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Romance and Patriarchy in the 21st Century: The Bride Abductions of Kazakhstan

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Romance and Patriarchy in the 21st Century: The Bride Abductions of Kazakhstan

Bride abduction

Bride abduction. Photo by Gazbubu Babayarova

Ever since the fall of the Soviet Union, Kazakhstan has been actively pursuing the path of cultural revival on every level, from transforming the northern swamps into a modern capital with a yurt-shaped entertainment center to strengthening the role of the Kazakh language. Yet the inevitable challenge that accompanies such a revival, especially after roughly seventy years of the local culture being repressed by the Soviet Union, is how to reconcile traditionalism with modernity and eliminate the less welcome vestiges of the past.

One such issue is the questionably traditional bride abduction practice that has been on the rise since the 1960s. Just recently, on November 18, 2015, the 24KZ national news station reported that police were investigating a 28-year-old man in Charyn, a village in the south of Kazakhstan who admitted abducting a woman and bringing her to his house for the purpose of marriage. He claimed that there was no malice in his actions. The parents of the woman – a 21-year-old from the same village – had contacted the police, claiming that their daughter was held captive against her will.

This case is a rare occasion when authorities get involved, and is also unusual because police were considering charges under Article 126 of the Criminal Code, “Illegal Deprivation of Freedom,” which is for cases not related to kidnapping. It is punishable by restriction of freedom or imprisonment for up to three years. The offence most associated with abductions, Article 125, “Kidnapping,” exempts from criminal liability a person who voluntarily releases the person they kidnapped.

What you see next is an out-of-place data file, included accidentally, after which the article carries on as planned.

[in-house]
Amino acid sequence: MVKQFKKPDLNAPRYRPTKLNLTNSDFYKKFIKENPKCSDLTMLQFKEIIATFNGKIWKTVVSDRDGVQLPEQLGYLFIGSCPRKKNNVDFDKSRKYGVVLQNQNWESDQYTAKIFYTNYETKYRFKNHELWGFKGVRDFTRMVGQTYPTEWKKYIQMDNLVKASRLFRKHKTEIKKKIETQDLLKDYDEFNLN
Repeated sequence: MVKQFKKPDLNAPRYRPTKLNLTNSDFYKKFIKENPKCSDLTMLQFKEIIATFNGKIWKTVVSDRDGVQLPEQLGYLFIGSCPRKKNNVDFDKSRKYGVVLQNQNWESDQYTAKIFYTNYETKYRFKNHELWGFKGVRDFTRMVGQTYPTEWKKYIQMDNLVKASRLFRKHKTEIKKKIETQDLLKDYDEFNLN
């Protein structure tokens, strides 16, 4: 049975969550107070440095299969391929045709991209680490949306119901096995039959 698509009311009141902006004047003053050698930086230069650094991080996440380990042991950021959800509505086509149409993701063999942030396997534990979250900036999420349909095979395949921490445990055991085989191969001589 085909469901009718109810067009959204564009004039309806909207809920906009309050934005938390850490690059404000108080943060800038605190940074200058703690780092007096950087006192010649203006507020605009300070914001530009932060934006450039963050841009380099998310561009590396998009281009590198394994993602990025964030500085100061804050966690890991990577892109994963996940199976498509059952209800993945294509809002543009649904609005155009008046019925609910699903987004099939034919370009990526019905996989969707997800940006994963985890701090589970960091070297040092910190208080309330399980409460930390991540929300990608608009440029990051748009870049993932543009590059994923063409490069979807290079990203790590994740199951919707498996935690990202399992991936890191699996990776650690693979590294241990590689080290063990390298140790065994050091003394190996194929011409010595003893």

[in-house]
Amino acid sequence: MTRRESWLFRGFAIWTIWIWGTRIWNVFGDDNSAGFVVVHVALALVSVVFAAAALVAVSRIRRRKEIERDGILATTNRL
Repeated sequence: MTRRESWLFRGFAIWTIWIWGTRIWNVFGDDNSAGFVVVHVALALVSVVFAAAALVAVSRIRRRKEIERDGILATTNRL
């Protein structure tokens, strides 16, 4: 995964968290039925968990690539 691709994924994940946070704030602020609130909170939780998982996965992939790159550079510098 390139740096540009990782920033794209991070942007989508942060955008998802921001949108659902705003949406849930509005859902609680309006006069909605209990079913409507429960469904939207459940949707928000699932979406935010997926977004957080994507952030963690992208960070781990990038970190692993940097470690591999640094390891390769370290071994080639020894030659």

While some researchers report that a fifth of women in the Kazakh rural south were married through abduction, hardly any of those women report to the police. There is great value placed on virginity, and the social pressure from rumors alone may bring dishonor to the entire family, making it impossible for the daughter to marry anyone else because she will be considered “unclean.” The parents of an abducted woman may support her marrying a stranger, out of fear of the gossip and shame that will follow if the girl returns home after spending a night at the abductor’s house.


There are variations in the ritual of bride abduction, but it commonly entails these steps: The bride is abducted by a group of men, driven to the groom’s house where his female relatives try to convince her to stay and to write a letter of consent telling her parents that she came willingly. A white cloth is placed on the bride’s head to signify her acceptance of the marriage. In extreme cases, when the bride is especially unwilling to stay, a senior female family member lays down in the doorway. If the woman steps over, she is believed to have been cursed.

Yet not all the cases are forceful abductions. Some are pre-planned spectacles where the abduction is mutually consensual and staged either for amusement or to avoid dowry or a bride price, which many cannot afford. Other romantic instances of abductions are the ones where the bride was promised to another man, or the parents do not want the marriage to take place.